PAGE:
The guitar world is full of inevitabilities, and one that is becoming increasingly apparent is the certainty that, every once in a while, Fender Japan will come along and release a mesmerizing electric guitar that will send jaws dive bombing to the floor.
Now, from the brains that brought you Miyavi’s souped-up super-Tele, Kenji Hino’s ultra-versatile Jazz Bass and Daiki Tsuneta’s radical-looking Swinger six-string comes an all-new guitar – a nautical-themed Original Canvas Esquire design in collaboration with Heather Brown.
The seaside-inspired, “wavy”-in-every-sense-of-the-word Telecaster features the artwork of renowned Hawaii-based surf artist Brown, and will be released as part of an absurdly limited run comprising only 15 units.
It’s another home-run for the Big F’s Japanese branch, which has offered up arguably its nicest-looking six-string to date – of course, that’s entirely down to Brown’s chosen color palette and gorgeously crafted canvas.
If the no-frills spec sheet is anything to go by, though, the streamlined six-string looks like it will sound just as good as it looks, with the model boasting an ash body, a modest U-shaped maple neck and 21-fret rosewood fingerboard.
Other specs include a 25.5” scale length, 9.45” fretboard radius, white dot inlays and a bone nut. As for the electronics, the guitar comes equipped with just one pickup – an American Vintage ‘58 single-coil Tele unit.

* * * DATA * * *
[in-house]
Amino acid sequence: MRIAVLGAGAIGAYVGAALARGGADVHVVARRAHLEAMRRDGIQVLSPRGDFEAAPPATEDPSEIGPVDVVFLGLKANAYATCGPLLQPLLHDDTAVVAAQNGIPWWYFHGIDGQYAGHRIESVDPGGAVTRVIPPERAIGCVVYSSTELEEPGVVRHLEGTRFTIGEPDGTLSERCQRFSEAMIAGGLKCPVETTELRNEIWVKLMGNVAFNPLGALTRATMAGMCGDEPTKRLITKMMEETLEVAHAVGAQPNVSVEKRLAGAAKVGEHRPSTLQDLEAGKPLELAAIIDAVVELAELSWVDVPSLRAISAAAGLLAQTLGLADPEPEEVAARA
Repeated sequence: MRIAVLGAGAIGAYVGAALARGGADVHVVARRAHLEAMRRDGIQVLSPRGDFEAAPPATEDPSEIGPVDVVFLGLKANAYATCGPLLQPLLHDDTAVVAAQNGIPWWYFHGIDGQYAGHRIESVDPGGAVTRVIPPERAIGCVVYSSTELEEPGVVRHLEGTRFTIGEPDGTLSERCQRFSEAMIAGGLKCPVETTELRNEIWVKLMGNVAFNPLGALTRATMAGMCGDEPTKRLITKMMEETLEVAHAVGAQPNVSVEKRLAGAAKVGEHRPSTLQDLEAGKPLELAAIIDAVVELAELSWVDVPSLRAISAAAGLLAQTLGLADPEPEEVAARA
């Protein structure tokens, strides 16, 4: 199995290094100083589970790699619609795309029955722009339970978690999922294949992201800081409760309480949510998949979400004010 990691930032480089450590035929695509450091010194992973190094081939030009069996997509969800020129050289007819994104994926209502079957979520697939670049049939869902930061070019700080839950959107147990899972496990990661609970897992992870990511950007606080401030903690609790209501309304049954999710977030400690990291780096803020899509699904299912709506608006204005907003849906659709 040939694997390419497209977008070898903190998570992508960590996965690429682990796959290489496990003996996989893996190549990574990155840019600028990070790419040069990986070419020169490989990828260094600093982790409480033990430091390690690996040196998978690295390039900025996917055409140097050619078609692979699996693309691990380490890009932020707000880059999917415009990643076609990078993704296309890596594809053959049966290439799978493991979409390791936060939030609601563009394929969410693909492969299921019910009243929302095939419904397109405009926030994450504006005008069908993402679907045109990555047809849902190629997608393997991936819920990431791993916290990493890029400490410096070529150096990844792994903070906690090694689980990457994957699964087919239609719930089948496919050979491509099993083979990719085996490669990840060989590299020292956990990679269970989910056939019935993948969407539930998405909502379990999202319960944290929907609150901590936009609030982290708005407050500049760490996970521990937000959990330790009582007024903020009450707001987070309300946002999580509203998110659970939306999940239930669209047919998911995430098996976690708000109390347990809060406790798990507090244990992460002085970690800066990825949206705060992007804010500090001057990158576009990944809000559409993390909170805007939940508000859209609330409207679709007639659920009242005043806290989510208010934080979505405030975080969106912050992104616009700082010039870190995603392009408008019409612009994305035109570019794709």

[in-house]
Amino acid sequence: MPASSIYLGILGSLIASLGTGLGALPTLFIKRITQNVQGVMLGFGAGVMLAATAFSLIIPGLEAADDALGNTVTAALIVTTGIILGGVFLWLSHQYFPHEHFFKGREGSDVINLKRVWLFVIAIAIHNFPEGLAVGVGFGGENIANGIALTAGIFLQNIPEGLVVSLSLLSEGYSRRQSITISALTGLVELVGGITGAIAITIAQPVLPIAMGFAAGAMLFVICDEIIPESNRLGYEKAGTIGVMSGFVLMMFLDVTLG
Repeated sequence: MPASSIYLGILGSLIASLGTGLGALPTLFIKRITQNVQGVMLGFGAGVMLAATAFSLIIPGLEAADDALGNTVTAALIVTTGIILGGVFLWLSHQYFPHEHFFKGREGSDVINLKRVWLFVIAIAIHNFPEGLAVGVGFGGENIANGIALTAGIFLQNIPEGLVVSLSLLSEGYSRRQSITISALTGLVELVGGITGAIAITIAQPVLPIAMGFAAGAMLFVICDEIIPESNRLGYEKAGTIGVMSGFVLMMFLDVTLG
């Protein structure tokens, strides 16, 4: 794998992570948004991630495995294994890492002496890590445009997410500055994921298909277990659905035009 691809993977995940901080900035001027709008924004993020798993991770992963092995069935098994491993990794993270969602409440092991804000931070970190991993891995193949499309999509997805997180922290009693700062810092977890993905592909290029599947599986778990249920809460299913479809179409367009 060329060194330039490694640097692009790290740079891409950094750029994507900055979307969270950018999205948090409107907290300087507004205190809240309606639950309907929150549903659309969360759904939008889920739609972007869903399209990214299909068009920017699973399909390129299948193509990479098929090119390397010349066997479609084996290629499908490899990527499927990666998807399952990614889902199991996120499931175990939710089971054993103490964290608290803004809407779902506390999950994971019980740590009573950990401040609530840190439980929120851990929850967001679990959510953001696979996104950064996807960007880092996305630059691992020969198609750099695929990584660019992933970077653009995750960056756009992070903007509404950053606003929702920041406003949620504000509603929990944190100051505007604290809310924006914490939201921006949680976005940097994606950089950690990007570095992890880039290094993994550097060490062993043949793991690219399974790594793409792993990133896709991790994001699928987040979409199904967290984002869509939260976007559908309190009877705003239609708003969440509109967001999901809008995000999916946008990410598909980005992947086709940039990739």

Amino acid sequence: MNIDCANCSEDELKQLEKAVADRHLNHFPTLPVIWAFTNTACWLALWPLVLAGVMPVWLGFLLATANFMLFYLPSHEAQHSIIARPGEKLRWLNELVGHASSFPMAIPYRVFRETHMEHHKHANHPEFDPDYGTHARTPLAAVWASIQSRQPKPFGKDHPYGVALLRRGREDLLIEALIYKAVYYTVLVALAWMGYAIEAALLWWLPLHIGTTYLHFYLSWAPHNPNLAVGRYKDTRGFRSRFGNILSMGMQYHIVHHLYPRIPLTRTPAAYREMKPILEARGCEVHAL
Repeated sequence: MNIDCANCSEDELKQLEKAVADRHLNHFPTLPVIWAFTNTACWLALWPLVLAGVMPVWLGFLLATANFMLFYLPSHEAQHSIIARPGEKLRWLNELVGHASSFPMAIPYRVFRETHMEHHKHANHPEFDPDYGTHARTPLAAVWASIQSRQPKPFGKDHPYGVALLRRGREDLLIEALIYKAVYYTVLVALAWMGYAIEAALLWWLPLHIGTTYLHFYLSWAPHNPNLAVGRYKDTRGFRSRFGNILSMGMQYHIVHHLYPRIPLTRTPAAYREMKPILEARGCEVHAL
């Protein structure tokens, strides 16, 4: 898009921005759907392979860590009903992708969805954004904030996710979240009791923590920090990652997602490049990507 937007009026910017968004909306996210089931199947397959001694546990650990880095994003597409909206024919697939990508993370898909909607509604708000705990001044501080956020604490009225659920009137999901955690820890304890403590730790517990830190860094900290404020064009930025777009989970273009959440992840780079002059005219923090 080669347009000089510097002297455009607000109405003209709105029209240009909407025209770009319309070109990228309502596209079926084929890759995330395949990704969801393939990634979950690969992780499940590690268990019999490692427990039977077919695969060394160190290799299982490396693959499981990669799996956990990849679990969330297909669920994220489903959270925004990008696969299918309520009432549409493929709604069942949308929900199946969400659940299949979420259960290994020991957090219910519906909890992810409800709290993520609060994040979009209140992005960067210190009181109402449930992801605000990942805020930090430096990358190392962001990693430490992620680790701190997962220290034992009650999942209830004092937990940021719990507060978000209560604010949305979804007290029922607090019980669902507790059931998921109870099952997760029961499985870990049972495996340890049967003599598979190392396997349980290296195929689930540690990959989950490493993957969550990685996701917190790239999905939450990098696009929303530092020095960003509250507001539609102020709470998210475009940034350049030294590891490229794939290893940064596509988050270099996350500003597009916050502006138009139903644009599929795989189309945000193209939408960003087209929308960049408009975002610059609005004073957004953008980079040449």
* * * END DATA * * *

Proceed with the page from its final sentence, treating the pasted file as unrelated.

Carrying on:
This is controlled by master tone and master volume controls, as well as a three-position blade switch. Rather than being used as a pickup selector, the toggle instead flicks between Tone Off, Tone On, and Treble Roll-Off settings.
As was the case with previous Fender Japan releases, folks outside the country won’t be able to get their hands on it, even if they are able to cough up the 165,000 Yen (approx $1,500) price tag. Enter that in the list of totally rad guitars that we totally want but totally can’t buy.
To add further insult to the injury, the brand has also recently revived the mega-quirky Super-Sonic shape for a limited run that, as you probably guessed, is only available in Japan.
Anyone else starting to get a little bit jealous of Fender Japan’s monopoly on the cool-guitar market, or is it just us?
To find out more, visit Fender Japan – just remember to change your location and have your translator enabled.